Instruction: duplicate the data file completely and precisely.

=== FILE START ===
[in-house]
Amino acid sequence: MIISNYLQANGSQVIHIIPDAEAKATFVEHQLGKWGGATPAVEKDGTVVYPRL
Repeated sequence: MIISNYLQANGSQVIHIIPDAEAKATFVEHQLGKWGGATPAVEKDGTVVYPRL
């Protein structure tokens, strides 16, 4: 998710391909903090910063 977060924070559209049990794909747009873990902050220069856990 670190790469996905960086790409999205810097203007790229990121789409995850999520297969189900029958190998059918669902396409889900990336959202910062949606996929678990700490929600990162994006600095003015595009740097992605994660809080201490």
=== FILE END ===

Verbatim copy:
[in-house]
Amino acid sequence: MIISNYLQANGSQVIHIIPDAEAKATFVEHQLGKWGGATPAVEKDGTVVYPRL
Repeated sequence: MIISNYLQANGSQVIHIIPDAEAKATFVEHQLGKWGGATPAVEKDGTVVYPRL
């Protein structure tokens, strides 16, 4: 998710391909903090910063 977060924070559209049990794909747009873990902050220069856990 670190790469996905960086790409999205810097203007790229990121789409995850999520297969189900029958190998059918669902396409889900990336959202910062949606996929678990700490929600990162994006600095003015595009740097992605994660809080201490």